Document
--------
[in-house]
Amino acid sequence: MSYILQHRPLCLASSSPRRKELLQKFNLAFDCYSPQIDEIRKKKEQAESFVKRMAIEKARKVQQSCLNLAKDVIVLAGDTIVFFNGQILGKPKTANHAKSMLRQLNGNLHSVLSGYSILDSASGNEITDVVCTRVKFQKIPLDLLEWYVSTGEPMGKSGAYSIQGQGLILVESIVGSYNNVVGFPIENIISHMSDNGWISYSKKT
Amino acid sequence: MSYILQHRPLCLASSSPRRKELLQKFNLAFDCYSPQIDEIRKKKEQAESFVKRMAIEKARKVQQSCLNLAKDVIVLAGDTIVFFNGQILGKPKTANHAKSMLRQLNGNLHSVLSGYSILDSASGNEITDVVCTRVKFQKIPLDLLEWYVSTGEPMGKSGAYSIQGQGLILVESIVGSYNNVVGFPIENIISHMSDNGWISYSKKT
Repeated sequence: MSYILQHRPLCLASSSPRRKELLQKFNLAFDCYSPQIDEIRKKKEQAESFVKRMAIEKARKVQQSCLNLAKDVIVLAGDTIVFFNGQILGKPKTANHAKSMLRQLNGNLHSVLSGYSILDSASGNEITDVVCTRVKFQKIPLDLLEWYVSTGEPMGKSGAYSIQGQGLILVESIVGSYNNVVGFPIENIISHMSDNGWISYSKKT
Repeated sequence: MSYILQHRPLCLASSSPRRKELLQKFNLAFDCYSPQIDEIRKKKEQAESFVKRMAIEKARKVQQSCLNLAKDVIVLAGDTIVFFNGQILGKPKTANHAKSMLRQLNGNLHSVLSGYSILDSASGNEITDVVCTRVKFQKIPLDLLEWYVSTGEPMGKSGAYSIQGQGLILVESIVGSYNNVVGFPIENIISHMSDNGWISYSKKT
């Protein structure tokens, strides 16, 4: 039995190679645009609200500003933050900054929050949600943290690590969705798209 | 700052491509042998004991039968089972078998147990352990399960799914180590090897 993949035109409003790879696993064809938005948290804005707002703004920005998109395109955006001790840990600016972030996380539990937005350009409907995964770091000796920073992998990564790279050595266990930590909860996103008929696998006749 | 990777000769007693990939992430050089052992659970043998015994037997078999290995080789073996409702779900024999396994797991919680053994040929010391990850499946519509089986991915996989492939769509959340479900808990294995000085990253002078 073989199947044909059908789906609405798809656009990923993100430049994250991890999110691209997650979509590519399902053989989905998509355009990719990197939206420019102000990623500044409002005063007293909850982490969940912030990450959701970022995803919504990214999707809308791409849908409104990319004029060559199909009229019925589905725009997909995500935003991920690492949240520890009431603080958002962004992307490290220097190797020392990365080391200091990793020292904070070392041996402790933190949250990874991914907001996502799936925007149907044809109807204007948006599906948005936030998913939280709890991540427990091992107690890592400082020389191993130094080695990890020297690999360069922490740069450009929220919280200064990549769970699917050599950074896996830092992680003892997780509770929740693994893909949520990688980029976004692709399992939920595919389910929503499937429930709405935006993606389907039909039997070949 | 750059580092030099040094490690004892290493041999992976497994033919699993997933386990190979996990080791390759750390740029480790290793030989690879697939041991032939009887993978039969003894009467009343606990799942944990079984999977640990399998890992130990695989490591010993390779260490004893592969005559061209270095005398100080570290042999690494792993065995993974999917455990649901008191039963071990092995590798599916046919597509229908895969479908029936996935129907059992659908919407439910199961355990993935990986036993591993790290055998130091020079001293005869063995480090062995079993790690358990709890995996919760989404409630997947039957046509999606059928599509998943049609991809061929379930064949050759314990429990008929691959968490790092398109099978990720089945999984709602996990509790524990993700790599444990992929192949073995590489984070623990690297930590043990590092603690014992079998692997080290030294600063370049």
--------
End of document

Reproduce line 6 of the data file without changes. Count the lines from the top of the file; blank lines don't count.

């Protein structure tokens, strides 16, 4: 039995190679645009609200500003933050900054929050949600943290690590969705798209 | 700052491509042998004991039968089972078998147990352990399960799914180590090897 993949035109409003790879696993064809938005948290804005707002703004920005998109395109955006001790840990600016972030996380539990937005350009409907995964770091000796920073992998990564790279050595266990930590909860996103008929696998006749 | 990777000769007693990939992430050089052992659970043998015994037997078999290995080789073996409702779900024999396994797991919680053994040929010391990850499946519509089986991915996989492939769509959340479900808990294995000085990253002078 073989199947044909059908789906609405798809656009990923993100430049994250991890999110691209997650979509590519399902053989989905998509355009990719990197939206420019102000990623500044409002005063007293909850982490969940912030990450959701970022995803919504990214999707809308791409849908409104990319004029060559199909009229019925589905725009997909995500935003991920690492949240520890009431603080958002962004992307490290220097190797020392990365080391200091990793020292904070070392041996402790933190949250990874991914907001996502799936925007149907044809109807204007948006599906948005936030998913939280709890991540427990091992107690890592400082020389191993130094080695990890020297690999360069922490740069450009929220919280200064990549769970699917050599950074896996830092992680003892997780509770929740693994893909949520990688980029976004692709399992939920595919389910929503499937429930709405935006993606389907039909039997070949 | 750059580092030099040094490690004892290493041999992976497994033919699993997933386990190979996990080791390759750390740029480790290793030989690879697939041991032939009887993978039969003894009467009343606990799942944990079984999977640990399998890992130990695989490591010993390779260490004893592969005559061209270095005398100080570290042999690494792993065995993974999917455990649901008191039963071990092995590798599916046919597509229908895969479908029936996935129907059992659908919407439910199961355990993935990986036993591993790290055998130091020079001293005869063995480090062995079993790690358990709890995996919760989404409630997947039957046509999606059928599509998943049609991809061929379930064949050759314990429990008929691959968490790092398109099978990720089945999984709602996990509790524990993700790599444990992929192949073995590489984070623990690297930590043990590092603690014992079998692997080290030294600063370049």